Investment holding company Combined Motor Holdings (CMH) on Tuesday reported a good set of results for the financial year ended February 28, despite ongoing challenges including a difficult economic, trading and political environment.
The company’s operating profit increased by 15.5% year-on-year to R438.4-million, with a commendable improvement in the operating margin, before goodwill impairment, from 3.9% to 4.2%.
Revenue growth was restrained by limited vehicle price increases, as manufacturers fought for market share, and the continuing downward trend of sales within the luxury vehicle sales segment.
The net result was a 25.4% increase in total profit and, adjusting for the reduced good impairment this year, a 17.2% year-on-year improvement in headline earnings.
Additionally, dividends paid during the year reflected a 15% rise, and the directors have recommended a June 2018 dividend of 115c a share.
The results were driven by a strong performance by CMH’s core retail motor sector – an area which is particularly sensitive to depressed consumer confidence, the effects of an economy that grew by only 1.3% and a downgrade by major credit ratings agencies, as well as a new-vehicle sales market that grew by a mere 0.4%.
The financial year began with low consumer and international investor confidence following the “irrational and politically motivated” decision, in March 2017, by former President Jacob Zuma to fire the respected former Finance Minister Pravin Gordhan, who has since been appointed Public Enterprises Minister in President Cyril Ramaphosa’s Cabinet.
This decision created a severe negative period during which corporates, in particular, suspended capital goods purchases, said CMH.
Additionally, State capture allegations, endemic corruption and mismanagement at State-owned entities dominated the headlines, also affecting the vehicle sales market.
“Looking back, the past six years have been challenging, yet rewarding. CMH has achieved 18.5% compound growth in headline earnings a share, and a 24.5% growth in dividends,” reported CMH CEO Jebb McIntosh.
He added that cash flow generation has enabled two share repurchase transactions, to a combined value of R450-million, and enabled the early settlement of R200-million of car hire fleet financing.
Meanwhile, against the 0.4% rise in national new-vehicle sales, CMH achieved growth of 11.8% in terms of motor retail. This improvement was driven mainly by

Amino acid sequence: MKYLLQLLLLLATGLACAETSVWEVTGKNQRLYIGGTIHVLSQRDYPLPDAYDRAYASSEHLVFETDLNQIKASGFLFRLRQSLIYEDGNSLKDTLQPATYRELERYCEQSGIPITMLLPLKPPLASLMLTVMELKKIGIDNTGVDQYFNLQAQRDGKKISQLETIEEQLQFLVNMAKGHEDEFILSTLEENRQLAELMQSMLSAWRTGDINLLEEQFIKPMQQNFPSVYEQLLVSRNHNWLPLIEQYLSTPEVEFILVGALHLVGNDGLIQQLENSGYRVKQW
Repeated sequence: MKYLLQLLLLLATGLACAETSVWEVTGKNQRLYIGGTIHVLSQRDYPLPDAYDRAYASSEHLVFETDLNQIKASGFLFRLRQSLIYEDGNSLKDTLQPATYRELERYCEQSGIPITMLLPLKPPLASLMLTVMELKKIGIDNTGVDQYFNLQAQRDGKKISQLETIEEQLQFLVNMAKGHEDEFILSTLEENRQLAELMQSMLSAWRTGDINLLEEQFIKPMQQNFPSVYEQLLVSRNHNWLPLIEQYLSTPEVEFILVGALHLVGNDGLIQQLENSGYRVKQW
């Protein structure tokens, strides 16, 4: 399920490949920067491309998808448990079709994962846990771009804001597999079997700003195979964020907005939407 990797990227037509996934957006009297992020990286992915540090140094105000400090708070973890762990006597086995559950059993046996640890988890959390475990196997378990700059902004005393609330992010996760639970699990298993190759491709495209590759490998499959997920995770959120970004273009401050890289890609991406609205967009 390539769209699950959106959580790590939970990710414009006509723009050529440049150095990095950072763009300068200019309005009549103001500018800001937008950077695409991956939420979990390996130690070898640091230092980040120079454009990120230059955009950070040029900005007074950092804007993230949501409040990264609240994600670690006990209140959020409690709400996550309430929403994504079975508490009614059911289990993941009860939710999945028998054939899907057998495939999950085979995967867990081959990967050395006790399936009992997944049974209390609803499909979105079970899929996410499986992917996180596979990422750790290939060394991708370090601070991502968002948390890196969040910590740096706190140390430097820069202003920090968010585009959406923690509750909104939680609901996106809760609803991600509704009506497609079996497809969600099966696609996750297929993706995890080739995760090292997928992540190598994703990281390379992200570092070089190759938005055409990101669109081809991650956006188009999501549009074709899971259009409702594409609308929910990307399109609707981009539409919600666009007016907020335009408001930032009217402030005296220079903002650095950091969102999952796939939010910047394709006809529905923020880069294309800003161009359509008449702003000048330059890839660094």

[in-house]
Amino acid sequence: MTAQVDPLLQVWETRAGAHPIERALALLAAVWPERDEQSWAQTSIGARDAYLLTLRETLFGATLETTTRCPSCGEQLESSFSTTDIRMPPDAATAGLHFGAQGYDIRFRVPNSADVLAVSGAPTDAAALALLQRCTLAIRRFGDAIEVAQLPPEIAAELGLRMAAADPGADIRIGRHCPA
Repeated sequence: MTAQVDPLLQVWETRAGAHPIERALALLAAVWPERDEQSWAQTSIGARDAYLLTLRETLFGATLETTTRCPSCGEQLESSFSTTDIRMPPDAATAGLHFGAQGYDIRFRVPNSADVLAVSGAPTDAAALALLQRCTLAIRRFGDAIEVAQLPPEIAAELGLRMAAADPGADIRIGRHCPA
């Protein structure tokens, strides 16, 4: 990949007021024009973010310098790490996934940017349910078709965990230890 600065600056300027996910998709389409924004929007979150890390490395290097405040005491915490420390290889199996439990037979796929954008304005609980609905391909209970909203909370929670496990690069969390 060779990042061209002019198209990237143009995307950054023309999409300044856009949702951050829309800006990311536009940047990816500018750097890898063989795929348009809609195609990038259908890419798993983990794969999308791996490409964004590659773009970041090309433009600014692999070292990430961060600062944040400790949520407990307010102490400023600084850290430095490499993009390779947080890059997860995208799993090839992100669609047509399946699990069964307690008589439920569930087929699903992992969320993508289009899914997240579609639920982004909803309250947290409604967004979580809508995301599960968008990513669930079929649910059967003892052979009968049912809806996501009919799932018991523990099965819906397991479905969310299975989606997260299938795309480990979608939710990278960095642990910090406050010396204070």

Toyota, Nissan, Honda and Mazda products.
The luxury market continued its declining trend. Sales in this sector fell 8.1% during
the year, and have declined by a third over the past three years.
Fortunately, the luxury brands form a relatively low proportion of CMH’s model mix; however, the Jaguar, Land Rover and Volvo dealerships experienced a difficult year.
The growth in new-vehicle sales has not translated into significant revenue growth because the model mix of sales has trended towards lower-priced, more affordable options.
CMH was, nevertheless, able to achieve the majority of manufacturer sales targets, and the incentives earned helped boost gross margins.
Moreover, the company also reports good car hire sector figures. First Car Rental has completed a decade of profit growth since its rebranding in 2008. In that first year, the division's operating profit was R18.6-million – 6% of the CMH total.
In the year under review, this has risen to R64.2-million – a 19% contribution.
The division faced severe headwinds during the middle of 2017, when the traditionally slow winter months were exacerbated by a period of political turmoil, and lower inbound tourist numbers.
During the summer months, from November onwards, the division substantially
increased both its fleet use rate and rental income per day, and focused on driving down costs.
The used car market remained buoyant, enabling that division to obtain favourable prices for retired fleet vehicles.
In the year ahead, McIntosh expects South Africa’s economic growth to improve on that of the past three years, provided the global backdrop remains supportive.
It also seems likely that political uncertainty will moderate, and a few interventions to restore confidence will serve to ease some of the constraints on both investment and consumption, he noted.
“The reality check will come over the next few months when Ramaphosa begins to deal with public sector wage negotiations, prosecution of corrupt present and past government officials, land redistribution pressure and the state of disarray at the State-owned enterprises,” he pointed out.
McIntosh said the recent hikes in value-added tax, ad valorem duty and carbon emissions tax – all necessitated by government mismanagement of finances – will negatively affect the motor industry.
However, he remained optimistic that a “new dawn” has broken and that modest economic recovery lies ahead.
“Economists are predicting a 3% to 5% rise in new-vehicle sales, and this will provide a welcome stimulus for the industry,” he concluded.